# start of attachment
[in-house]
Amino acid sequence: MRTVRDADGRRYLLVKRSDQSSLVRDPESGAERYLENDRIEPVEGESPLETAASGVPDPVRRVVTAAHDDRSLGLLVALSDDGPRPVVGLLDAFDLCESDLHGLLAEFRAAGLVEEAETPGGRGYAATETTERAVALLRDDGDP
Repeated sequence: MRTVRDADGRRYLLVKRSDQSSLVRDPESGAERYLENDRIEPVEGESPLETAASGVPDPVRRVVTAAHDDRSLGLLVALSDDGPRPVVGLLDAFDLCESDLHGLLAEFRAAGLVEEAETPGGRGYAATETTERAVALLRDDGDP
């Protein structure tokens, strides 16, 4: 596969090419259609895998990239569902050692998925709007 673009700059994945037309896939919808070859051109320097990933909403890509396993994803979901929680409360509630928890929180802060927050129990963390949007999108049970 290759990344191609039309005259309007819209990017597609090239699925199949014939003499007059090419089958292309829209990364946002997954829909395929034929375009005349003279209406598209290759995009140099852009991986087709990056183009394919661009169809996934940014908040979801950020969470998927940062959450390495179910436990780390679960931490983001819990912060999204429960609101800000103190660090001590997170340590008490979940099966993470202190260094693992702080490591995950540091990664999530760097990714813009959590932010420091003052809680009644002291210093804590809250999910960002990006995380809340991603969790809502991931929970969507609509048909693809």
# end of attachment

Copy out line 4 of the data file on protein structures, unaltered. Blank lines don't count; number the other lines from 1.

């Protein structure tokens, strides 16, 4: 596969090419259609895998990239569902050692998925709007 673009700059994945037309896939919808070859051109320097990933909403890509396993994803979901929680409360509630928890929180802060927050129990963390949007999108049970 290759990344191609039309005259309007819209990017597609090239699925199949014939003499007059090419089958292309829209990364946002997954829909395929034929375009005349003279209406598209290759995009140099852009991986087709990056183009394919661009169809996934940014908040979801950020969470998927940062959450390495179910436990780390679960931490983001819990912060999204429960609101800000103190660090001590997170340590008490979940099966993470202190260094693992702080490591995950540091990664999530760097990714813009959590932010420091003052809680009644002291210093804590809250999910960002990006995380809340991603969790809502991931929970969507609509048909693809």